Playing Scrabulous and throwing sheep at your “friends” doesn’t have a lot of business value – and that may be the reason why so many organizations have banned or limited the use of social networks such as Facebook or MySpace.
While not a household name like Facebook, it has 200,000 subscribers to date and is partnering with companies like Google and Microsoft to target the small and mid-sized business.
“We’re about leveling the playing field,” said Russell Rothstein, CEO of Sales Spider. “If you’re a small company out of Laval, how are you going to partner with someone in Edmonton to go after a business opportunity in Texas? It’s very expensive.”
LinkedIn is great for recruiters, while MySpace is great for music and Facebook is great for networking, he said. Sales Spider, however, is aimed at small business owners (companies with 100 employees or less), and the average age of its users is between 30 to 50 years of age.
Many of the tools available on the site are directly related to business development, such as a list of government request for proposals (RFPs).
Many federal, national, provincial or state governments (in Canada, the U.S. and the European Union) have different policies when it comes to issuing public tenders, so Sales Spider gathers and confirms this information from hundreds of sites; some 1,000 to 2,000 new government opportunities come up every week.
It also offers access to Webinars and live events, such as online trade shows. “It’s all free,” said Rothstein. “It’s all part of the system, so it’s not just a social network.” You’re not going to join Sales Spider to find out what your friends are doing, he added, but to drive business opportunities. Some 70 per cent of the site’s users run their own companies.
“If I wanted to go after a deal in the U.K. it’s going to cost me travel time,” he said. “It’s a cost of money and time that we eliminate by instant partnering – you can do it all online.”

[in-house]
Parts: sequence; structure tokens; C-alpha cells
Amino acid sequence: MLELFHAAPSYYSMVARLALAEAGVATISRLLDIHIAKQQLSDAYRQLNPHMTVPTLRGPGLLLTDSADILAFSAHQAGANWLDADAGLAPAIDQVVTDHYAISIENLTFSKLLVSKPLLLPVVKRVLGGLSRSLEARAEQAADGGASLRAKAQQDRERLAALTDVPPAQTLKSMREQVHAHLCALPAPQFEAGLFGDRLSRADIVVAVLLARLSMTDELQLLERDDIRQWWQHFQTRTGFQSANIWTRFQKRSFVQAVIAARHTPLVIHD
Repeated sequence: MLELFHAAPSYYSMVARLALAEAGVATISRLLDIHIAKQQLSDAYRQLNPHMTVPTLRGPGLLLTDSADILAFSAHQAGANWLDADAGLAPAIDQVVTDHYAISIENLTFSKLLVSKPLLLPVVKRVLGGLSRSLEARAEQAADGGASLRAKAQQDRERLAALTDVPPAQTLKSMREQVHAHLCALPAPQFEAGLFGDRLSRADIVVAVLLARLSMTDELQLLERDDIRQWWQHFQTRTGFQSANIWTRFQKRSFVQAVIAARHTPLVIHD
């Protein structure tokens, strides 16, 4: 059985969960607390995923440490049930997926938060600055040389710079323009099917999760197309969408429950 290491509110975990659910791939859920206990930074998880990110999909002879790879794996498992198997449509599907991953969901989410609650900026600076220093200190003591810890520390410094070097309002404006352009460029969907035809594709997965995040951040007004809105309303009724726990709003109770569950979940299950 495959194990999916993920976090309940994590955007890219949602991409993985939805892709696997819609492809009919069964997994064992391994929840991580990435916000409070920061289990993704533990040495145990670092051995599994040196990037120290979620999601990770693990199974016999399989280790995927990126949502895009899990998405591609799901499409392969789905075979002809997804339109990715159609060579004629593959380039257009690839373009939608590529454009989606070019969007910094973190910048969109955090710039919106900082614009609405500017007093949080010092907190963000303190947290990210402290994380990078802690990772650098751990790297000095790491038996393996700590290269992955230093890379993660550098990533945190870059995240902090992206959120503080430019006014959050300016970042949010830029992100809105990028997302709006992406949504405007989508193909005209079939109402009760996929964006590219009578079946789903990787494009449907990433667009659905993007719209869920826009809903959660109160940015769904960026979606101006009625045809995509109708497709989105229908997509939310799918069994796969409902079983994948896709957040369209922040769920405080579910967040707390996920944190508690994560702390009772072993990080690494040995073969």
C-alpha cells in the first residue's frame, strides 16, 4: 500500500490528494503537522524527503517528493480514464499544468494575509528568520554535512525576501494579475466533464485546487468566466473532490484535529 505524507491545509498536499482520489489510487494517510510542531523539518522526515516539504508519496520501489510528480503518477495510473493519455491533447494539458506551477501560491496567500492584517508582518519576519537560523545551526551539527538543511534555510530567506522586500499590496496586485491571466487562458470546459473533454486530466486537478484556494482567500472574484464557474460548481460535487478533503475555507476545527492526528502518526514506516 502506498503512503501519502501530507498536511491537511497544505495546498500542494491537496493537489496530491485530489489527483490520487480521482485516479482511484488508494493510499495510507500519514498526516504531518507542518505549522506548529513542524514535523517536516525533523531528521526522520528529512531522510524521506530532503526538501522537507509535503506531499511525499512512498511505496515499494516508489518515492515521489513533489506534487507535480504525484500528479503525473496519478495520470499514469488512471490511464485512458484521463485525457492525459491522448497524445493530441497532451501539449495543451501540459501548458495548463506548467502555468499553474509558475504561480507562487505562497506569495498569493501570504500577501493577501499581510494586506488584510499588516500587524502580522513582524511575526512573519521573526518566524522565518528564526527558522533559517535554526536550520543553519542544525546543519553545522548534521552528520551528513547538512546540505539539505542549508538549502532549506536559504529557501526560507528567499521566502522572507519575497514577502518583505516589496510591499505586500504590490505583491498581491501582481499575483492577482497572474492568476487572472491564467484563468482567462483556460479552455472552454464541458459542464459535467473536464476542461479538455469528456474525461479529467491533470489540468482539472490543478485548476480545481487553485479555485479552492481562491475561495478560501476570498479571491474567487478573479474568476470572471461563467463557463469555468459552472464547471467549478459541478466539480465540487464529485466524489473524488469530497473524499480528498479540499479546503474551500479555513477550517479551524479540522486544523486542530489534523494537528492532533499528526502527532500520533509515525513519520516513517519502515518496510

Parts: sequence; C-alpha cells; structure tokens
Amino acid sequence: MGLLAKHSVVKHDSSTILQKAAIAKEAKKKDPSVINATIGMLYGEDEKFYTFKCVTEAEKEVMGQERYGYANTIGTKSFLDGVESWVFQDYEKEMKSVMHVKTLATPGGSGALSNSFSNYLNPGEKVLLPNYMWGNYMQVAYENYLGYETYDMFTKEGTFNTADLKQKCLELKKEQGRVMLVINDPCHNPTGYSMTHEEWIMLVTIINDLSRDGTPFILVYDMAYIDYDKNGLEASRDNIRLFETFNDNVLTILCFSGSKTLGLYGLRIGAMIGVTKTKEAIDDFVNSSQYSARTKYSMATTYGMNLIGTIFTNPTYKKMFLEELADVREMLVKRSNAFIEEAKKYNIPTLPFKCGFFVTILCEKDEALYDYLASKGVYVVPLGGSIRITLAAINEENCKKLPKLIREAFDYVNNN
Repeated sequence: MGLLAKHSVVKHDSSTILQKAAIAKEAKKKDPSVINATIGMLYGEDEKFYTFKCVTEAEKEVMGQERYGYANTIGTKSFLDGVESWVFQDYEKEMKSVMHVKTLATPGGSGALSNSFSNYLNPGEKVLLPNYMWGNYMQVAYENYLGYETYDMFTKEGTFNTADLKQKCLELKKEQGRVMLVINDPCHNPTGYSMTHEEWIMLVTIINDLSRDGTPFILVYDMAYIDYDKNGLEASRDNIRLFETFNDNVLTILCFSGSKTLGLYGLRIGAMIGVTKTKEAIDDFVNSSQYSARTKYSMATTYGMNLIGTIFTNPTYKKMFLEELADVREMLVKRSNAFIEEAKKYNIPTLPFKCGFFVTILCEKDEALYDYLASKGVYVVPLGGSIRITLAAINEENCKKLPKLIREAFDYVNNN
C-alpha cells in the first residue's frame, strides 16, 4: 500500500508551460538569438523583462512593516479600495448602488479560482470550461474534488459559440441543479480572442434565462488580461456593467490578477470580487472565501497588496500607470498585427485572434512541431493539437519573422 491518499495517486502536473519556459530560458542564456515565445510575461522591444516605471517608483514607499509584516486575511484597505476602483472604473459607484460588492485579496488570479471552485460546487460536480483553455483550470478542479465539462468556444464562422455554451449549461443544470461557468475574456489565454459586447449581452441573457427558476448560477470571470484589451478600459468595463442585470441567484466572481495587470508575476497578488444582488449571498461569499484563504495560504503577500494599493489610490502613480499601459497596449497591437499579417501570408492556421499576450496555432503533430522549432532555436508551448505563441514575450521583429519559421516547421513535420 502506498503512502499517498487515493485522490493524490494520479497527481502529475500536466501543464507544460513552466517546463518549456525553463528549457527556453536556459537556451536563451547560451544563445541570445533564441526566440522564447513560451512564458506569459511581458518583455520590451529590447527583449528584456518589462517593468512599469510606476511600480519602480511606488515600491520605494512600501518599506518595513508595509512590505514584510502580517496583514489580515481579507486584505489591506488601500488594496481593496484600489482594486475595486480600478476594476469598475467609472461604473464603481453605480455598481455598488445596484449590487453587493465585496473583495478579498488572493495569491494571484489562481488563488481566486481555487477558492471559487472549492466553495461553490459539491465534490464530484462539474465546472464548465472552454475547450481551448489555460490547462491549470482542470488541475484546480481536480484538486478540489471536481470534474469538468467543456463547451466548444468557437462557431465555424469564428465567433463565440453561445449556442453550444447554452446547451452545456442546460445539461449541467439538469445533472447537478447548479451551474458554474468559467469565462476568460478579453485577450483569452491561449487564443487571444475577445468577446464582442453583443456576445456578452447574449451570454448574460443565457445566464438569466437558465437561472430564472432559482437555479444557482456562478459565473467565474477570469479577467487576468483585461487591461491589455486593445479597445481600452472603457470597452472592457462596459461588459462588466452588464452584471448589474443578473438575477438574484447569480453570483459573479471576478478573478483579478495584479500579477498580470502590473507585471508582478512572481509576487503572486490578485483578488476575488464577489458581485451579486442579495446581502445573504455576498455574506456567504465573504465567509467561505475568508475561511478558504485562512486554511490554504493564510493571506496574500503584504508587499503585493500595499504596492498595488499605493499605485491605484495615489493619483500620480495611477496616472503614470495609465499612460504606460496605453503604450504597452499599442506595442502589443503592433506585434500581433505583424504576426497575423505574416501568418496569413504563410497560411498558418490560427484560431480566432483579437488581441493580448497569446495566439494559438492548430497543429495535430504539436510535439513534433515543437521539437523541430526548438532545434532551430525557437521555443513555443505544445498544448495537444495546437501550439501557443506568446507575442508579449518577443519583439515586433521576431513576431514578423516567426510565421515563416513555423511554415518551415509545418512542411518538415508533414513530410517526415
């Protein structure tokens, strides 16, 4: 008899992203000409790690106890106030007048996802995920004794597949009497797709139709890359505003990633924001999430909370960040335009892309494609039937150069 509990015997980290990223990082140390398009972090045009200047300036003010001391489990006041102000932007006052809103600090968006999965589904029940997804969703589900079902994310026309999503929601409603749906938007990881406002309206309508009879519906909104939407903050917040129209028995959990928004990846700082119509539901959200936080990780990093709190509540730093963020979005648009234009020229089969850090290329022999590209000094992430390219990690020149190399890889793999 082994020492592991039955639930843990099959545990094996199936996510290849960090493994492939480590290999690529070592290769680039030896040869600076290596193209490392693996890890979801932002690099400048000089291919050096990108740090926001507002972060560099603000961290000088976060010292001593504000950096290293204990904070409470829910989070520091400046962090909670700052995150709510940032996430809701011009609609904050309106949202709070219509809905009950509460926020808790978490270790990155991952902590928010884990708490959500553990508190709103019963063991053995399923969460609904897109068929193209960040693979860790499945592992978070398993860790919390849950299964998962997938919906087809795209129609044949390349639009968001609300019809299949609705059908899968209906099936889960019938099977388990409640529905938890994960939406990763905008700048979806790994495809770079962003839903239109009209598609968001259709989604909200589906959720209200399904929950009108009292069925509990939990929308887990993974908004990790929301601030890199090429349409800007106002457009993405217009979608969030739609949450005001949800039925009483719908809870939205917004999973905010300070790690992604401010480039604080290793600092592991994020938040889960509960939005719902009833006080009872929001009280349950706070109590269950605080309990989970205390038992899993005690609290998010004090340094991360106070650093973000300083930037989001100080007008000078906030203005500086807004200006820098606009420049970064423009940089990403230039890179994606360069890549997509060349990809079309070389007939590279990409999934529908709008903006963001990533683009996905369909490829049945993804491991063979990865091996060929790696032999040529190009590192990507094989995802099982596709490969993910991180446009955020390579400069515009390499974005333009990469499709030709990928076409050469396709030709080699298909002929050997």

Hoovers, a company that provides market intelligence, has been working with Sales Spider for three years, and has taken its relationship beyond advertising – now, the site has become a tool for sales and marketing. “They provide a channel we can communicate through to educate members about Hoovers,” said Chris Warwick, vice-president of product management and development for Hoovers.
Hoovers does a number of live Webcasts and Webinars (typically once a month), and is also sponsoring a new business centre on Sales Spider. “We see it as a way for us to get into the networking space,” said Warwick. Small business professionals can link into
Hoovers through the site and receive one-on-one attention from a company rep or get a product demo.
The Webcasts offer up a way of providing information on sales strategy in combination with Hoovers. “It’s very relevant for the audience,” she said, adding that users can take advantage of the site for everything from prospecting to research that can help close a deal to keeping up-to-date with what’s going on in a customer’s industry.